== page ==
The fiction film White Man's Burden and John Howard Griffin 's factual book Black Like Me are used as a foundation to show how different the experience of white people can be when subjected to the prejudices faced by black people. In that respect, Budd proclaims Trading Places as "uncannily illustrative if heavy-handed". Beginning from the premise that, in the film, the "expectations of the races also stand upon their head", Budd states that "through even a highly comedic vessel a message loudly asking for a reassessment of prejudice, and for level playing fields, is heard.

Trading Places was released theatrically in the United States on June 10, The film remained in the top ten grossing films for 17 weeks. Trading Places was met with positive reviews from critics. The site's consensus states: Author and critic Richard Schickel of Time magazine called Trading Places "one of the most emotionally satisfying and morally gratifying comedies of recent times".

While admitting Aykroyd's success in demonstrating "perfect prissiness as Winthorpe", Schickel commented on Murphy's performance as Valentine calling Murphy "a force to be reckoned with" and stating that he "makes Trading Places something more than a good-hearted comedy.

He turns it into an event. Ebert stated "This is good comedy"; he described the characters as "wonderful comic inventions" that rose above what could have been stereotypes due to the actors' skill and explained that the comedy is successful because it "develops the quirks and peculiarities of its characters, so that they're funny because of who they are.

Janet Maslin of The New York Times repeated some of Roger Ebert's sentiments stating that "Preston Sturges might have made a movie like Trading Places - if he'd had a little less inspiration and a lot more money.

The song " The Loco-Motion " by Little Eva is also heard on the train scene and is credited on the film. Almost 30 years after its release, the plot for the movie was part of the inspiration for new regulations on the financial markets. In the movie Trading Placesstarring Eddie Murphy, the Duke brothers intended to profit from trades in frozen concentrated orange juice futures contracts using an illicitly obtained and not yet public Department of Agriculture orange crop report.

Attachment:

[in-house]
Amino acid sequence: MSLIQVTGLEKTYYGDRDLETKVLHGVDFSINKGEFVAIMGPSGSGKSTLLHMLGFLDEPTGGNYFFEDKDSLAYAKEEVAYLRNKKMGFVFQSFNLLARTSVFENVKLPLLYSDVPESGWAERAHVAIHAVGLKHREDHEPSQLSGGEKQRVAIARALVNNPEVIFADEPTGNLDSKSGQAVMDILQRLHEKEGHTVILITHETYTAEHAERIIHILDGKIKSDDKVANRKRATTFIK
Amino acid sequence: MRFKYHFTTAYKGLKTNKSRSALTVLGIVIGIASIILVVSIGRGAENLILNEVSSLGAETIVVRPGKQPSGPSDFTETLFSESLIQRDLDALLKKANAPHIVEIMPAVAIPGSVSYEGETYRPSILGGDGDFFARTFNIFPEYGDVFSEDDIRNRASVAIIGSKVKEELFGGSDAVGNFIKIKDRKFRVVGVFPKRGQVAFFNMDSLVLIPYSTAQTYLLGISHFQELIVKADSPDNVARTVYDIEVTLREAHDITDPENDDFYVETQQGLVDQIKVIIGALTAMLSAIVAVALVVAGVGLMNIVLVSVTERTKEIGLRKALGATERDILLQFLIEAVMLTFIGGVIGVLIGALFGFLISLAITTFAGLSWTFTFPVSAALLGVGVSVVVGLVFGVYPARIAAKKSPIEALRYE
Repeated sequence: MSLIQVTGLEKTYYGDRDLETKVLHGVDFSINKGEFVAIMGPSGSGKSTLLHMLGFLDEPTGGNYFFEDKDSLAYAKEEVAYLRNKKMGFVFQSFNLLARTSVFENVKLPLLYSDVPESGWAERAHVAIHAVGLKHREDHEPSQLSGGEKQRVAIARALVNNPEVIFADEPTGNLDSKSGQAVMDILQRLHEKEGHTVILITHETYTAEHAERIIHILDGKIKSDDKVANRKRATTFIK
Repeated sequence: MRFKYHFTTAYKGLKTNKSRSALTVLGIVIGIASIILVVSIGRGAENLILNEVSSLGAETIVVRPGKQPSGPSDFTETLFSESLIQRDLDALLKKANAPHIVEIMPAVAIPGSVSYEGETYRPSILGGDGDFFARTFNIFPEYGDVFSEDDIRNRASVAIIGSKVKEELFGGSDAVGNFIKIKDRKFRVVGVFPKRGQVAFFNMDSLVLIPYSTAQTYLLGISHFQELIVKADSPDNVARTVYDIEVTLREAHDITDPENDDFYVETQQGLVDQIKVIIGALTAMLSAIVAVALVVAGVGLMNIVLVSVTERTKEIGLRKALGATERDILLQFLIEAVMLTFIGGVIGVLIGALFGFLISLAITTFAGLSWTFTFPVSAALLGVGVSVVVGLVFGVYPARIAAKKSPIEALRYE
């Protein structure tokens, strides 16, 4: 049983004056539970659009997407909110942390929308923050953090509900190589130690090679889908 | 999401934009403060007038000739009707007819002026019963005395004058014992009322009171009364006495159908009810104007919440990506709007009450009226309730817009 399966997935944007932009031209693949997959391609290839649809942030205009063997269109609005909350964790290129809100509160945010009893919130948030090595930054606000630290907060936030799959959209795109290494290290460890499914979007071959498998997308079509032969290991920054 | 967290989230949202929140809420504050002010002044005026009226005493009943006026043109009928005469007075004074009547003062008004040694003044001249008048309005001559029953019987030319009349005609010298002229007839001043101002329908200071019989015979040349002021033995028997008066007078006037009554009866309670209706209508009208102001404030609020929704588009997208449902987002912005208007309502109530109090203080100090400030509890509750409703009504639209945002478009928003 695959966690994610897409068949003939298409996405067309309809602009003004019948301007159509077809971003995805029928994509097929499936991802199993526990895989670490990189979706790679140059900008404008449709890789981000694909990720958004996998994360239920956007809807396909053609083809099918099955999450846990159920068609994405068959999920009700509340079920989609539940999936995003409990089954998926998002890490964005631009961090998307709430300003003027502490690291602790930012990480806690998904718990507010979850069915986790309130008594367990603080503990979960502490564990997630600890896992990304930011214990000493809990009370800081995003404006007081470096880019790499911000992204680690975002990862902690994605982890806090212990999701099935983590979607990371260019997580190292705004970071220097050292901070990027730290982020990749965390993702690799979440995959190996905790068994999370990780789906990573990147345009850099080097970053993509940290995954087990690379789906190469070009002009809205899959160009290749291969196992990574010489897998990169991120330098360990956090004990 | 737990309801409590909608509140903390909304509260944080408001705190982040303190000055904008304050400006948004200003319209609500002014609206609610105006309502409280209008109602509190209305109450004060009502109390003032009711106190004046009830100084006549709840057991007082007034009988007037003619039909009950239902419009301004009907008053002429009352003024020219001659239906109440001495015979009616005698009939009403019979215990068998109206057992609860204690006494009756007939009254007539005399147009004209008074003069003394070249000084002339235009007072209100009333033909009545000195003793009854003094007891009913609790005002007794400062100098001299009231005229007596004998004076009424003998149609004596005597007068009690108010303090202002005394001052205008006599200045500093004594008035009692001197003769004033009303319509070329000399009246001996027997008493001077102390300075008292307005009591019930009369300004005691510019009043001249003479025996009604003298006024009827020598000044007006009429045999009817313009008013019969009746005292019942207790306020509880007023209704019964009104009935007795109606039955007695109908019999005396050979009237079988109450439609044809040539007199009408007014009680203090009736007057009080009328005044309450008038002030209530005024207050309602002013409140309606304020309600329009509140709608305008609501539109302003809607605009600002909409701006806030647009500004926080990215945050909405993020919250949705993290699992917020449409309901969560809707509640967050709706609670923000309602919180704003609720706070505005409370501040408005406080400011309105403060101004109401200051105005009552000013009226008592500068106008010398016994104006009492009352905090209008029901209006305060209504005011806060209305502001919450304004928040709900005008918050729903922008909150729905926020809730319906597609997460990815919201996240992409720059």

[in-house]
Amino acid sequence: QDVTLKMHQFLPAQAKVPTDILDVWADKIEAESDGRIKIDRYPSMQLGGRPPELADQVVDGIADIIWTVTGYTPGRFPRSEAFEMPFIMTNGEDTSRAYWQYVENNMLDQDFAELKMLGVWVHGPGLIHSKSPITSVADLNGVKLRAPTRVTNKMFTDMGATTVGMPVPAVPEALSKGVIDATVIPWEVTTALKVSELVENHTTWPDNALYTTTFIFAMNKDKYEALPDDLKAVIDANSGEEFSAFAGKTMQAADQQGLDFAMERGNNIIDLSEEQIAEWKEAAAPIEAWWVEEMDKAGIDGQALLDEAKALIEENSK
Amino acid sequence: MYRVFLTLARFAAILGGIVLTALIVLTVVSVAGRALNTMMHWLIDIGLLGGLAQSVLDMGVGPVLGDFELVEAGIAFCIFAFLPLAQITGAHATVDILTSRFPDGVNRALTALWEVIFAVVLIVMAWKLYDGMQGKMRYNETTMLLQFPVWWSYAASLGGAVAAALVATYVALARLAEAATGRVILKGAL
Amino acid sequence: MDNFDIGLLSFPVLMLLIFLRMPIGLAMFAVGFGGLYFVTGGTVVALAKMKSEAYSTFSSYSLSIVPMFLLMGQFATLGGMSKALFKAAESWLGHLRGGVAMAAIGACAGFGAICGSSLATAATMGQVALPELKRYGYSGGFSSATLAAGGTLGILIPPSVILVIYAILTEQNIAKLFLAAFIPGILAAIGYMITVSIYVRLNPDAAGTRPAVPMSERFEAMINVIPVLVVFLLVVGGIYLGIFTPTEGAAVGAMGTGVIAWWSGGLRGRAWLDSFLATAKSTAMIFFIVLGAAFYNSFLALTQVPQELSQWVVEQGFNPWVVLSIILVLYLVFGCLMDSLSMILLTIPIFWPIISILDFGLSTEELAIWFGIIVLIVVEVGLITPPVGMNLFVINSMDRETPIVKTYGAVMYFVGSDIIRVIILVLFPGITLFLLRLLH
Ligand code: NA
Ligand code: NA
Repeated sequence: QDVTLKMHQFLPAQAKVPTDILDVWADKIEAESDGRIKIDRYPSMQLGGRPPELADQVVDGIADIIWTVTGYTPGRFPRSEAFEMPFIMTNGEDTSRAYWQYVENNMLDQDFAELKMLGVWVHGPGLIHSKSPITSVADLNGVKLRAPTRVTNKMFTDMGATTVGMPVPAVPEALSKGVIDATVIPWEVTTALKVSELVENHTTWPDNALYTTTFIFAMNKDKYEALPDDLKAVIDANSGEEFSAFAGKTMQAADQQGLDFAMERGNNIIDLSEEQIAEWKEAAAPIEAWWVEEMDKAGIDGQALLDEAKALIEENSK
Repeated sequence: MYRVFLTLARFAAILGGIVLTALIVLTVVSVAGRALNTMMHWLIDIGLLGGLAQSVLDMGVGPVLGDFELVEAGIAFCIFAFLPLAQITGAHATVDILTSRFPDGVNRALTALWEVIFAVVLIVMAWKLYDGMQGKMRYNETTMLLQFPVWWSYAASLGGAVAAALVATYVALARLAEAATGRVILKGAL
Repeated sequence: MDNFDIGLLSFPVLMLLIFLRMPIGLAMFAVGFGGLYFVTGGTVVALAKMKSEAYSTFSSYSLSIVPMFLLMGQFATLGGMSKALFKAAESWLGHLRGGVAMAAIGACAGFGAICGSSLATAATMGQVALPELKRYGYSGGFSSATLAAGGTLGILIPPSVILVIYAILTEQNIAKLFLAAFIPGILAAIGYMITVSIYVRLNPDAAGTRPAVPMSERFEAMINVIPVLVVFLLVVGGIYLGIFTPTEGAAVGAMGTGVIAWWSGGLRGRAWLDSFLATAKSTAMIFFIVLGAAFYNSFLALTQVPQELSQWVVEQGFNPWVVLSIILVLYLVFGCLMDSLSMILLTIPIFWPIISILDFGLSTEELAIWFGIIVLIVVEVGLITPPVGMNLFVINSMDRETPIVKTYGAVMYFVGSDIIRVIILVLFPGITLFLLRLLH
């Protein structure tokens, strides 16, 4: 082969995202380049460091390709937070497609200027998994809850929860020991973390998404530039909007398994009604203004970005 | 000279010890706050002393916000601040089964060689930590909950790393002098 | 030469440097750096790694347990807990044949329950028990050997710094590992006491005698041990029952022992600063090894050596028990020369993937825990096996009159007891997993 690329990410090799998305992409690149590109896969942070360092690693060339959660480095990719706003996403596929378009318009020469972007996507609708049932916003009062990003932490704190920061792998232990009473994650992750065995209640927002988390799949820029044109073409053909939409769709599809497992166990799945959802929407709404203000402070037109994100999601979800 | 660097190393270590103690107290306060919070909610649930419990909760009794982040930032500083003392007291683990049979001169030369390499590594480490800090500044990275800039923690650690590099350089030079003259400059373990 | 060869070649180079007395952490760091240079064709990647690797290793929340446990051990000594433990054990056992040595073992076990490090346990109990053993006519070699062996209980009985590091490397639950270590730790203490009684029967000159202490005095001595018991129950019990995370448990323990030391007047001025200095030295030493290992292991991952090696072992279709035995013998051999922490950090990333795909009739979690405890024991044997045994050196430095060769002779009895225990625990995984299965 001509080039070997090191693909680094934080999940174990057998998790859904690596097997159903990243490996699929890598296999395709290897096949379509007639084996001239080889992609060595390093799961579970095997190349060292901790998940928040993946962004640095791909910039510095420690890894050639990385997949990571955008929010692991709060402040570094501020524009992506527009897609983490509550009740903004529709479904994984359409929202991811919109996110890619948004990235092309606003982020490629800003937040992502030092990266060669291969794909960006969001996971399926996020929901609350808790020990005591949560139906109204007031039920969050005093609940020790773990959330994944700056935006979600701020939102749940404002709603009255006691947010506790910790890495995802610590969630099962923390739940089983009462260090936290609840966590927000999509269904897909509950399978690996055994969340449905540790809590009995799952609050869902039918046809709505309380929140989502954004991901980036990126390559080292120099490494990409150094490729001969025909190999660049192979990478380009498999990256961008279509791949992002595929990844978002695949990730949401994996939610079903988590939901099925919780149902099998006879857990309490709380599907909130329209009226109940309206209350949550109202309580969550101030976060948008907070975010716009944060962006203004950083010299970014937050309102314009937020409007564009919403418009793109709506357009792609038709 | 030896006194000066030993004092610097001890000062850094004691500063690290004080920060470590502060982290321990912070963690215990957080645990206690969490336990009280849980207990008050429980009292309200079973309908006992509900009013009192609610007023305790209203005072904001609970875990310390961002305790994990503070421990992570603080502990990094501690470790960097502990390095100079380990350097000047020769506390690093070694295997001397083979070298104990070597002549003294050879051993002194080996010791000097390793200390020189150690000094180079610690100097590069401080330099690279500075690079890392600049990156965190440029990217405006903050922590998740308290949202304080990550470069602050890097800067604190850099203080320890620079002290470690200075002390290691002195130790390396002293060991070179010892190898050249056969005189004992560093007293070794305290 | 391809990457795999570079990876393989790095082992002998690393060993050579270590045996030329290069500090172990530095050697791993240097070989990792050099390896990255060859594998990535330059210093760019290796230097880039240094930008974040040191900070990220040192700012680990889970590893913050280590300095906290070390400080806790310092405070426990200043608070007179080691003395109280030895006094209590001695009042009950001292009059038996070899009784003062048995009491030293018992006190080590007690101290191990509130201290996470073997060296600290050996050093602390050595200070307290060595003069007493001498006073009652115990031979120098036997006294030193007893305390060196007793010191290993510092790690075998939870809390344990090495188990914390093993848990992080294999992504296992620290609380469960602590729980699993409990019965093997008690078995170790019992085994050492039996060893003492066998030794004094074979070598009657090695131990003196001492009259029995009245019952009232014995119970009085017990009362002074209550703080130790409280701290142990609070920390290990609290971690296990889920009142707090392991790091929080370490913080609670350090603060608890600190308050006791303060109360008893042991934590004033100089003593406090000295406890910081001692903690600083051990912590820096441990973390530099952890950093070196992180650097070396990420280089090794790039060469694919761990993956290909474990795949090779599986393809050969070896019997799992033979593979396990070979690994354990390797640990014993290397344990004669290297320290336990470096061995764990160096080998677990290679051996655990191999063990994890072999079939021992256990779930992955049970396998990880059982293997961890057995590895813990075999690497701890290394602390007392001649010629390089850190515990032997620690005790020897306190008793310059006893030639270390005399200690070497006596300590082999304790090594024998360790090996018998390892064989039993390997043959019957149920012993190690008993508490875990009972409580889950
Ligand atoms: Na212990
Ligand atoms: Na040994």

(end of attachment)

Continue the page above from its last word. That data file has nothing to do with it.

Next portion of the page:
In Italy the movie has become a Christmas classic, being broadcast by Italian television every year, from December 24, From Wikipedia, the free encyclopedia.

This article is about the comedy film. For other uses, see Trading Places disambiguation. Not to be confused with Trading Spaces. Retrieved April 4, Retrieved September 25, Archived from the original on February 7, Retrieved December 30, Accessed April 12, Accessed April 13, Accessed January 26, Retrieved December 25, Accessed February 19, Accessed April 9, Accessed September 7, La Stampa in Italian.

Films directed by John Landis. Charles Dickens ' Dombey and Son. Dombey and Son Rich Man's Folly Dombey and Son Dombey and Son Mark Twain 's The Prince and the Pauper Prince Edward Tudor Tom Canty. The Princess and the Popstar Retrieved from " https: Webarchive template wayback links CS1 Italian-language sources it Articles with hAudio microformats Album infoboxes lacking a cover Music infoboxes with deprecated parameters Track listings with deprecated parameters.

Views Read Edit View history. In other projects Wikiquote. This page was last edited on 2 Aprilat By using this site, you agree to the Terms of Use and Privacy Policy. Timothy Harris Herschel Weingrod.

Best Actor in a Supporting Role. Best Actress in a Supporting Role. Best Motion Picture — Musical or Comedy. Wikiquote has quotations related to:

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Wall Street and the stock market see more than their share of drama. No wonder Hollywood has found so much fodder for great films in the tales of high finance from downtown New York City. Hostile takeovers were popular in the 80s and 90s. Federal Reserve was forced to implement in in order to halt the sell-off in the U. The story develops by showing the drastic measures the firm plans to implement in order to control the losses of their worthless investments before the market figures out they are no good.

Mortgage-backed securities, among other collateralized debt instruments, are some of the main investments that caused the financial crisis. He wants to make a fortune while putting thousands of employees out of work by gaining control of the firm. A leveraged buyout LBO is the acquisition of a company by its management using debt or other financing. The Nabisco leveraged buyout is one of the most famous LBOs in history. This film tells the story of Naomi Bishop Anna Gunn , an investment banker working towards landing a big tech IPO deal for her investment bank while at the same time getting entangled by her boyfriend into insider trading.